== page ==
BY PETER KRANZ
Some wild populations may still exist - although they are now thought to be extremely rare if not extinct.
But did you know that there are also records and accounts of the Thylacine, or Tasmanian Tiger, in New Guinea?
Van Desusen in The Journal of Mammalogy (May 1963) reported the discovery of Thylacinus bones at Kiowa near Chuave in the Highlands. This was from an excavation at a rock shelter at the entrance to an extensive series of limestone caves, first discovered by Ralph Bulmer and his wife.
The bones were confirmed as being of a Thylacine by Dr Bergquist of the University of Auckland, Basil Marlow of the Australian Museum, Dr Ride of the Western Australia Museum as well as specialists from the American Museum.
But more fascinating is the anectdotal evidence that this carnivorous marsupial may still exist near Mt Cartensz in West Papua, and possibly near Mt Giluwe in Papua New Guinea.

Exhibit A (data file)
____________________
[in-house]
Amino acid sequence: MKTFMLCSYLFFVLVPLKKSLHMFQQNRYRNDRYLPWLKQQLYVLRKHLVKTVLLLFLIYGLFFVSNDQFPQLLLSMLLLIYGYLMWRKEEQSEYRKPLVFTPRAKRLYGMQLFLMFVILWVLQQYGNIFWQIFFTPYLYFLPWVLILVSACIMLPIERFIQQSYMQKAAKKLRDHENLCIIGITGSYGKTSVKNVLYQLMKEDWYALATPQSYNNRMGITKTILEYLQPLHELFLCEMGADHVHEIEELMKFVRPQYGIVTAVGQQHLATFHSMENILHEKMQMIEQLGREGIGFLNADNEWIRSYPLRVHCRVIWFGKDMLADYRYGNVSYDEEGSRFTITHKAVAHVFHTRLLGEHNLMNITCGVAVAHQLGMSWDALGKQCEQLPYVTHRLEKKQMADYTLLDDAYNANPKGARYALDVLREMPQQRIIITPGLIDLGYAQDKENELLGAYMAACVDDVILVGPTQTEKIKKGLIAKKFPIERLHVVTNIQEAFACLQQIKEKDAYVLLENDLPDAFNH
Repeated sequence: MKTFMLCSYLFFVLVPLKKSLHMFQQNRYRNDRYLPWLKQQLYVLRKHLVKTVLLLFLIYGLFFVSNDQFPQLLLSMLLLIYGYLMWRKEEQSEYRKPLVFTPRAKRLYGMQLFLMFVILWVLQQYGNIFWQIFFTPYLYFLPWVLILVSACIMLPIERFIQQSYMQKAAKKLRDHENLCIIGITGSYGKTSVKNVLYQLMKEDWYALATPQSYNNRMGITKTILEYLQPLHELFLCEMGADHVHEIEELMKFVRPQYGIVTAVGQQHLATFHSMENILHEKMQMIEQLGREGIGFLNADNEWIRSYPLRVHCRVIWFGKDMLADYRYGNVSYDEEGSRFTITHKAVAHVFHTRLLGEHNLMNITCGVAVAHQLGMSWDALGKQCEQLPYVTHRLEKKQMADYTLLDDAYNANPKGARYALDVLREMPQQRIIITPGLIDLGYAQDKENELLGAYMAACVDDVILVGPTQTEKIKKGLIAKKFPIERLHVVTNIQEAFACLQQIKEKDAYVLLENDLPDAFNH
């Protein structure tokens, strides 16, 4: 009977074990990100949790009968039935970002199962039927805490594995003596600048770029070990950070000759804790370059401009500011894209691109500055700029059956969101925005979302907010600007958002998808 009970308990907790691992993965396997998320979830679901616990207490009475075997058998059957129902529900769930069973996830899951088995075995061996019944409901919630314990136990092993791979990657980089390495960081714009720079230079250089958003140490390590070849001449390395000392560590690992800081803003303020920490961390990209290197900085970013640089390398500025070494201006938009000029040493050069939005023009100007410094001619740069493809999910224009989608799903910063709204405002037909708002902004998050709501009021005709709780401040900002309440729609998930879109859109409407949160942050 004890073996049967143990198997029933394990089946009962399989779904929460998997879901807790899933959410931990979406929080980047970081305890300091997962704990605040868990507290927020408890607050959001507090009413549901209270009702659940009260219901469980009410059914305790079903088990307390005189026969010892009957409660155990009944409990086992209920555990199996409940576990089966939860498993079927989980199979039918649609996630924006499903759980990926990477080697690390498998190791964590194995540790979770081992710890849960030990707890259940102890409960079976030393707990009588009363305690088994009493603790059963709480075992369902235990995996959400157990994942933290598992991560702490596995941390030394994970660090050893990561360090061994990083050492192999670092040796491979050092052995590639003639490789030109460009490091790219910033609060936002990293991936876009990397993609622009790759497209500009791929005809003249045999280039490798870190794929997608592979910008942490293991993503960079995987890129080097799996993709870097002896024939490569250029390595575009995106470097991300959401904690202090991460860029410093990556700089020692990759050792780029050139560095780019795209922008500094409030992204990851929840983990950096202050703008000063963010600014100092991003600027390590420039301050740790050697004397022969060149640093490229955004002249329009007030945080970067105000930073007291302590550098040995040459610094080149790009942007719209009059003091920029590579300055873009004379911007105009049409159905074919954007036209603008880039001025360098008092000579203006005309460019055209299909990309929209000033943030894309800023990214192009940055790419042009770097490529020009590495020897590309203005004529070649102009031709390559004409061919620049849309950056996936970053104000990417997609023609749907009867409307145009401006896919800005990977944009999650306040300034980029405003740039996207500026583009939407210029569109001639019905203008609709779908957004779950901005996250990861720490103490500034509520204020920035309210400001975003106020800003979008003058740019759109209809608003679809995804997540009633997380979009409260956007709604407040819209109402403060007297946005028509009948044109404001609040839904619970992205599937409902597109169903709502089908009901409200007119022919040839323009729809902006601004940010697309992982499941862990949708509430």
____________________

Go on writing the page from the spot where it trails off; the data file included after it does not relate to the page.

An expedition in the early 1960's reported that local people and missionaries in the area around Mt Cartensz knew much about the animal, and claimed to have seen it often. But it had not been reported or described before. Further sightings have been reported as recently as 1997.
Sightings have also been reported near Mt Giluwe since the 1990's, with witnesses pointing to Thylacine photos when asked to choose which animal looks like their native dobsegna.
So the 'tiger' may still exist in remote corners of New Guinea. And if you find one you may become rich. Ted Turner put up a prize of $100,000 for proof of the continued existence of the Thylacine, while Tasmanian tour operator Stewart Malcolm has offered $1.75 million for a live one.
Good tiger hunting, but be careful! The mature Thylacine ranged from 100-130 cm long, plus a tail of 50-65 cm. The largest measured specimen was 290 cm (9.5 ft) from nose to tail. Adults stood about 60 cm at the shoulder and weighed 20-30 kg.